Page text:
The Young Entrepreneur Council (YEC) is an invite-only organization comprised of the world's most promising young entrepreneurs. In partnership with Citi, the YEC recently launched #StartupLab, a free virtual mentorship program that helps millions of entrepreneurs start and grow businesses via live video chats, an expert content library and email lessons. Email your questions about best practices for starting up and/or managing a small business to smbs@foxbusiness.com.

No. 1: Host a Team Lunch

From Jordan Fliegel of CoachUp

Whenever someone new joins our team, we have lunch with the whole company. Then, we introduce ourselves one at a time. I’m sure this won’t scale over time, but it's a great way to break the ice and welcome someone new into a close group.

No. 2: Assign Them Employees to Shadow

From Andy Karuza of Brandbuddee 

I spend time with the new hire and allow him to shadow me to see how I perform a task. Then, I turn it over to him and coach him through it. At the end of the day, I'll have a review with him and answer any questions that he has. It's important to let hires know you're engaged with them, and it's worth spending the time to train somebody right. Later, their efficiency will make up for it.

No. 3: Use the Buddy System

From Ted Murphy of IZEA

We have a buddy system. This means that during a new team member’s first week, he will be assigned to another team member in the same department. This gives the new employee the opportunity to learn the ropes, feel comfortable asking questions and have an instant friend.

No. 4: Give Them a Sense of Accomplishment

From Henry Balanon of Protean Payment 

Have new hires complete a project on day one. That will give them the sense of accomplishment from the beginning. It makes them feel that they are contributing to the team from the start.

No. 5: Send a Picture Guide

From Shradha Agarwal of ContextMedia

We send over a document with each team member's name, picture, interests and fun facts. This makes a new hire feel like part of the team even before she walks in on the first day and makes it easier for her to remember the new faces and names. We also have an all-company lunch to welcome them, which allows any team member to ask any questions -- even personal ones -- to break the ice.

No. 6: Encourage Lunch Meetings

From Chuck Cohn of Varsity Tutors

We strongly encourage all new hires to have lunch meetings with as many members of our company as possible. Those individual lunches allow them to better understand how our company operates and make friends in other areas of the organization.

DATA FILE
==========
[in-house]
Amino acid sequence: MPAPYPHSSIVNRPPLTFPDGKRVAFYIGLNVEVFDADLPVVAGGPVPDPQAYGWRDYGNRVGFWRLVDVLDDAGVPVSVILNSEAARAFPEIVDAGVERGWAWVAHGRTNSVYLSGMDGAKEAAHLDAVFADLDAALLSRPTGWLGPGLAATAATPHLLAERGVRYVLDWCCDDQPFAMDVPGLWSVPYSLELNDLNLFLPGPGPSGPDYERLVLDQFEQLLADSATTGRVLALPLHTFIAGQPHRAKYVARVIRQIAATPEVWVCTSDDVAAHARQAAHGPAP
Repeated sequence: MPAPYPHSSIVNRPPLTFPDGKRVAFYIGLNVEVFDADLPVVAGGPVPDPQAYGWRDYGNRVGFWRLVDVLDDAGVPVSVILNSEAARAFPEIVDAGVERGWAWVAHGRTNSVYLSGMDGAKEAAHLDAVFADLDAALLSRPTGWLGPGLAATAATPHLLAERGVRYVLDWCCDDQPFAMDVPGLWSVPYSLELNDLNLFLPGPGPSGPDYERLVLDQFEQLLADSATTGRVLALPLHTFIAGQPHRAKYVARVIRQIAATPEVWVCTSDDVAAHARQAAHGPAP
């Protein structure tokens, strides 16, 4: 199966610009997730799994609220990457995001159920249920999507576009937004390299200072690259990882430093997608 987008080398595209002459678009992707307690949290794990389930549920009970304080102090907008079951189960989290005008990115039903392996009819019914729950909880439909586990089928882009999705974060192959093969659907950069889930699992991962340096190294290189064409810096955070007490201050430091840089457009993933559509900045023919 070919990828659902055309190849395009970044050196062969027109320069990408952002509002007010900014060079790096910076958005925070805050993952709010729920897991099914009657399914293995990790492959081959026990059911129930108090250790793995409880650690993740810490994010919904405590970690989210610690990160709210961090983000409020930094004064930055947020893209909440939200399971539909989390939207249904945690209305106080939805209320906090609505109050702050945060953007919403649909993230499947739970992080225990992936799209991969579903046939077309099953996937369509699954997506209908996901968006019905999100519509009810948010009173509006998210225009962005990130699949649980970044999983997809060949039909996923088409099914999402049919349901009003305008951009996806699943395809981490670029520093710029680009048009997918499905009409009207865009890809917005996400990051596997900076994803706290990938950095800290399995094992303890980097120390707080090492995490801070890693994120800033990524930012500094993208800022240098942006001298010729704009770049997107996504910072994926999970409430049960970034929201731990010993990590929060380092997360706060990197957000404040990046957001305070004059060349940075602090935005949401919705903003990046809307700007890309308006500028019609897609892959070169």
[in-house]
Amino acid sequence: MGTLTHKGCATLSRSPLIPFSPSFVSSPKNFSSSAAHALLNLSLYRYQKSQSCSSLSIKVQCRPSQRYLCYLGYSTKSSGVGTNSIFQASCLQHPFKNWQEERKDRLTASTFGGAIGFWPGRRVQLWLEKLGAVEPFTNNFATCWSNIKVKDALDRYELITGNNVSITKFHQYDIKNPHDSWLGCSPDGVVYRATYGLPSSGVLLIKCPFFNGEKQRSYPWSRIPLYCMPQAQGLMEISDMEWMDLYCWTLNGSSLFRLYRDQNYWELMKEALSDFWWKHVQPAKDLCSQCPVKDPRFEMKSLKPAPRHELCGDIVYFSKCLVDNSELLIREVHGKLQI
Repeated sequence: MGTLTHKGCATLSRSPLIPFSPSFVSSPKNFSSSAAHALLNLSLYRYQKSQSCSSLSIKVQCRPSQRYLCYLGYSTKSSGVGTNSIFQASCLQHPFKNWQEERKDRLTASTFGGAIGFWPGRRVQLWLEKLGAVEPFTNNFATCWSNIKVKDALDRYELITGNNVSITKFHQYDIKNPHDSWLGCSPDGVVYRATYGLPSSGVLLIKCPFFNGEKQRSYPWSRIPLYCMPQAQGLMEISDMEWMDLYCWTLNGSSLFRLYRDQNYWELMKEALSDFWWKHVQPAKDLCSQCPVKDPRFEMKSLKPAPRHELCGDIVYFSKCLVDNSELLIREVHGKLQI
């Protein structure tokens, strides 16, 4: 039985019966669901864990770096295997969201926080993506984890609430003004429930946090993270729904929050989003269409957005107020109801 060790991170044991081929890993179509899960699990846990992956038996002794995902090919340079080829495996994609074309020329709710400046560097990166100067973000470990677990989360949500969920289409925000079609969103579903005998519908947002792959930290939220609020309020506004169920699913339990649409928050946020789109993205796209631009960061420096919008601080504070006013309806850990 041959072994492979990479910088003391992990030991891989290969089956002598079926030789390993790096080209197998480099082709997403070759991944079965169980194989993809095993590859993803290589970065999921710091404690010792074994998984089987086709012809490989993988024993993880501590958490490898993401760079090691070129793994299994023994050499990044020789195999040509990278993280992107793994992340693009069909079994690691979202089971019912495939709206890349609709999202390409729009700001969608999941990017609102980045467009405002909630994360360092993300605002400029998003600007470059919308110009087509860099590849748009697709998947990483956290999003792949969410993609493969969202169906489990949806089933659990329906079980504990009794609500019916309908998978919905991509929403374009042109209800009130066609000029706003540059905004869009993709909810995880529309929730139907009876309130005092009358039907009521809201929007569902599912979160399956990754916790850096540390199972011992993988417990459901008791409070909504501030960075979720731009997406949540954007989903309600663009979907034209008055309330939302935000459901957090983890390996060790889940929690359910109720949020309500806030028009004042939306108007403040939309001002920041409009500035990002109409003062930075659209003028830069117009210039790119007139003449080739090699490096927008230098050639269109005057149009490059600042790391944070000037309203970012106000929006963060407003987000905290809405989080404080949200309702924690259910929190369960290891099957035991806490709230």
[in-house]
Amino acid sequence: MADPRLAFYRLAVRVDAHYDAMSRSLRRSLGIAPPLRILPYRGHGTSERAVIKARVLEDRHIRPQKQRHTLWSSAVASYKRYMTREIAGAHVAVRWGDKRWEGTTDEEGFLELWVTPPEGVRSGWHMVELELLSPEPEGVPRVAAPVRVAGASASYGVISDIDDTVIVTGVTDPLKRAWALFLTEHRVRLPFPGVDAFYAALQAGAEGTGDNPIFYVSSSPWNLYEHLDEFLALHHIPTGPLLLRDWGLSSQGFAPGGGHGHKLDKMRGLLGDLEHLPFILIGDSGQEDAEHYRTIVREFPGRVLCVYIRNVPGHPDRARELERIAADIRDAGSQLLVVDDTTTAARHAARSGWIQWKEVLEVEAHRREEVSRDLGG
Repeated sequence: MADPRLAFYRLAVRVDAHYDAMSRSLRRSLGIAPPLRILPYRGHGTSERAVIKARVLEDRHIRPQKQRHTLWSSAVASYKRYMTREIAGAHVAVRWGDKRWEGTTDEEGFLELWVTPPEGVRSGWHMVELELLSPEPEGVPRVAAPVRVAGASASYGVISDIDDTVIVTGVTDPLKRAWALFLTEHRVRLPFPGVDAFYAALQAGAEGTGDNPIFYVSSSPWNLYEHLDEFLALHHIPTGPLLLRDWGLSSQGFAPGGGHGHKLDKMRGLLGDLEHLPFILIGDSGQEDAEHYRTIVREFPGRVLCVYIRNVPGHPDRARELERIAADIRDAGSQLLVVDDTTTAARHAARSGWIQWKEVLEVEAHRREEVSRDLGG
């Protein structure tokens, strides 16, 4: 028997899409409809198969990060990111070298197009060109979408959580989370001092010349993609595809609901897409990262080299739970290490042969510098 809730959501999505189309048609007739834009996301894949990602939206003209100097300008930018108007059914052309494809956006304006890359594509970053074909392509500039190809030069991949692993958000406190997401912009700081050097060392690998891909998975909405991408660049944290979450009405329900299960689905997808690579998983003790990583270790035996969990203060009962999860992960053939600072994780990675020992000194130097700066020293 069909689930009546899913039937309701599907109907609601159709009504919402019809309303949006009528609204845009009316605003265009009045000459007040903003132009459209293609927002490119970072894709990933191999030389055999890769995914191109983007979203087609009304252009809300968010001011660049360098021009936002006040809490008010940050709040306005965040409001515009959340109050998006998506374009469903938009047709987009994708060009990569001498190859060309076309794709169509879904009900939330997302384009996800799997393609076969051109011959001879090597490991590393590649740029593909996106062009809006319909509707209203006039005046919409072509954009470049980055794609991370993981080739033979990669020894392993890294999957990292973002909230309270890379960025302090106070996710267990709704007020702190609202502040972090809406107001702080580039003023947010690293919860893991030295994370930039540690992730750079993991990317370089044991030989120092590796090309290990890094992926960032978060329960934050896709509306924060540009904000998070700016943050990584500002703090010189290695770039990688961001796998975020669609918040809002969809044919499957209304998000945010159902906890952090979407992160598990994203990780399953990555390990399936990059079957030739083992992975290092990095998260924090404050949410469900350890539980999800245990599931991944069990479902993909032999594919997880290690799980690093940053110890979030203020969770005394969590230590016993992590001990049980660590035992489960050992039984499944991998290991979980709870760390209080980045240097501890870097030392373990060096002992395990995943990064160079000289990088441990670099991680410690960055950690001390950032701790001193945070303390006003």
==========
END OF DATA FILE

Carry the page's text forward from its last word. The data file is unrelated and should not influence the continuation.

No. 7: Take It Easy

From Russ Oja of Seattle Windows and Construction, LLC

We don't like to overload people at work on the first day. Typically, we introduce them to other team members -- even those they won't be working directly with. It's also important not to completely overwhelm somebody on the first day because they might miss some key points for future success in the organization.

No. 8: Share a How-to Wiki

From Robert J. Moore of RJMetrics

Our team maintains an ever-evolving “getting started” Wiki that is shared with all new employees on the first day. It explains the day-to-day policies for the office, as well as individual setup procedures for each department and team.

No. 9: Take Part in an Ice-Breaker

From Kuba Jewgieniew of Realty ONE Group

To welcome them to Realty ONE Group, we have their department take them out for a welcome lunch. This is a great opportunity for the team to get to know one another. We also try to learn a couple fun facts about the employee. It is a nice ice breaker and helps people loosen up!

No. 10: Throw Them Into the Deep End

From Suzanne Smith of Social Impact Architects 

Many people think it is better to ease people into a job, but as entrepreneurs, it is better to throw people into real situations. Employees appreciate being valued from day one, and as an employer, you truly see how the employee will perform under pressure.

No. 11: Make Them Commit to the Culture

From Susan Strayer LaMotte of exaqueo 

With new hires, you have to ensure that they can perform and that they're loyal. Send a package to the new hire's home to welcome her to the company, and share company-branded swag to get her excited about the new job. Include a one-pager on your company values, and ask her to commit (by signature) to the values and how work gets done in your company before she even starts.